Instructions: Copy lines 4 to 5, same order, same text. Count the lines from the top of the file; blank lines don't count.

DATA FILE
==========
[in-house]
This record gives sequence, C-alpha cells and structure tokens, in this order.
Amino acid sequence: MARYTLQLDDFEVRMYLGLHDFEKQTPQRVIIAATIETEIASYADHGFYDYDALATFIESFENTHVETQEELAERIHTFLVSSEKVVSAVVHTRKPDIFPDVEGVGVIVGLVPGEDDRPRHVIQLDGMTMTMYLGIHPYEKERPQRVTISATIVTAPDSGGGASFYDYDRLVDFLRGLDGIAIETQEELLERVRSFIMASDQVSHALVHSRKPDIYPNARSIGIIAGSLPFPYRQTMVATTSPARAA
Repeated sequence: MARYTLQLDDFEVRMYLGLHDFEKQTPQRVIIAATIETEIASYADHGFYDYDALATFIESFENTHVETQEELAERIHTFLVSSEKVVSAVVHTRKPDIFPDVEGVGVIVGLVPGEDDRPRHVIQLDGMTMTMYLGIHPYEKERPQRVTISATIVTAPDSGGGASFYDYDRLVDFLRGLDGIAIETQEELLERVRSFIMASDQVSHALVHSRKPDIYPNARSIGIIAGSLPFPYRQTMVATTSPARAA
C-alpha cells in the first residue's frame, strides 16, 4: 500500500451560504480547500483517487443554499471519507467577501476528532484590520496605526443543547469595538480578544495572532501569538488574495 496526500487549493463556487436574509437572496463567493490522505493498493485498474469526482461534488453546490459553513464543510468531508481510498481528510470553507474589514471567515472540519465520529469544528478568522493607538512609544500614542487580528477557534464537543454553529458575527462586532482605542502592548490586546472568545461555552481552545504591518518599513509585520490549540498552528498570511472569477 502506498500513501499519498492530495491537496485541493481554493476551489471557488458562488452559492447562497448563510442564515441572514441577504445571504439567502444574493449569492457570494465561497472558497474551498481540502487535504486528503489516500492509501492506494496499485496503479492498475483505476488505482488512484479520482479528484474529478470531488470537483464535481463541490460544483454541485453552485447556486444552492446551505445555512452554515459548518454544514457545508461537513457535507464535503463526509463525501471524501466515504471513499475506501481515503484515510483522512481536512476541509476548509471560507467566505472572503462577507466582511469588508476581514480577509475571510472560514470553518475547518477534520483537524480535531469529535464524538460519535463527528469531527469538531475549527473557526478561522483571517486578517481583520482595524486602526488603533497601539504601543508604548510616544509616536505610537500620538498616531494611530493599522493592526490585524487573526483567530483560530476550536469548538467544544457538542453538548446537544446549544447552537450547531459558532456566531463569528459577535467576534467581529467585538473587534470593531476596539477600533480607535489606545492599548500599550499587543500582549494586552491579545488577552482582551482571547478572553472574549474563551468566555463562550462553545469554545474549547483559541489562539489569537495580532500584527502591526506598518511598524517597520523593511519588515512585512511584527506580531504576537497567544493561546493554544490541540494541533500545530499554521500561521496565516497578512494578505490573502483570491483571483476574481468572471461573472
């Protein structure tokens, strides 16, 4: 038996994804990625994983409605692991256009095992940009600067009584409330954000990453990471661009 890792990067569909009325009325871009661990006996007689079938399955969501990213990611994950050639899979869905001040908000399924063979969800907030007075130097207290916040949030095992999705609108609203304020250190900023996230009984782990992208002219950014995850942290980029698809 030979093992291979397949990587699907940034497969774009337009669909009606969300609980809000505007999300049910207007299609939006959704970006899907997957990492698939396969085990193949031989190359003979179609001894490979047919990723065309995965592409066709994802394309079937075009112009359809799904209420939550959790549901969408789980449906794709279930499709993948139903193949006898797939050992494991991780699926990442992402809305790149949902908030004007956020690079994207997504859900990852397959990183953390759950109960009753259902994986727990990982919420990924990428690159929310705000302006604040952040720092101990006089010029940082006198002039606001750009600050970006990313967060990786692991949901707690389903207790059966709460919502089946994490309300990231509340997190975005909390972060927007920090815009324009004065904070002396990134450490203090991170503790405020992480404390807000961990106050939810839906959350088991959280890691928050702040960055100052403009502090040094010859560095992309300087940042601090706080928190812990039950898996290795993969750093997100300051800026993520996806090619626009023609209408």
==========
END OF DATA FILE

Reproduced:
Repeated sequence: MARYTLQLDDFEVRMYLGLHDFEKQTPQRVIIAATIETEIASYADHGFYDYDALATFIESFENTHVETQEELAERIHTFLVSSEKVVSAVVHTRKPDIFPDVEGVGVIVGLVPGEDDRPRHVIQLDGMTMTMYLGIHPYEKERPQRVTISATIVTAPDSGGGASFYDYDRLVDFLRGLDGIAIETQEELLERVRSFIMASDQVSHALVHSRKPDIYPNARSIGIIAGSLPFPYRQTMVATTSPARAA
C-alpha cells in the first residue's frame, strides 16, 4: 500500500451560504480547500483517487443554499471519507467577501476528532484590520496605526443543547469595538480578544495572532501569538488574495 496526500487549493463556487436574509437572496463567493490522505493498493485498474469526482461534488453546490459553513464543510468531508481510498481528510470553507474589514471567515472540519465520529469544528478568522493607538512609544500614542487580528477557534464537543454553529458575527462586532482605542502592548490586546472568545461555552481552545504591518518599513509585520490549540498552528498570511472569477 502506498500513501499519498492530495491537496485541493481554493476551489471557488458562488452559492447562497448563510442564515441572514441577504445571504439567502444574493449569492457570494465561497472558497474551498481540502487535504486528503489516500492509501492506494496499485496503479492498475483505476488505482488512484479520482479528484474529478470531488470537483464535481463541490460544483454541485453552485447556486444552492446551505445555512452554515459548518454544514457545508461537513457535507464535503463526509463525501471524501466515504471513499475506501481515503484515510483522512481536512476541509476548509471560507467566505472572503462577507466582511469588508476581514480577509475571510472560514470553518475547518477534520483537524480535531469529535464524538460519535463527528469531527469538531475549527473557526478561522483571517486578517481583520482595524486602526488603533497601539504601543508604548510616544509616536505610537500620538498616531494611530493599522493592526490585524487573526483567530483560530476550536469548538467544544457538542453538548446537544446549544447552537450547531459558532456566531463569528459577535467576534467581529467585538473587534470593531476596539477600533480607535489606545492599548500599550499587543500582549494586552491579545488577552482582551482571547478572553472574549474563551468566555463562550462553545469554545474549547483559541489562539489569537495580532500584527502591526506598518511598524517597520523593511519588515512585512511584527506580531504576537497567544493561546493554544490541540494541533500545530499554521500561521496565516497578512494578505490573502483570491483571483476574481468572471461573472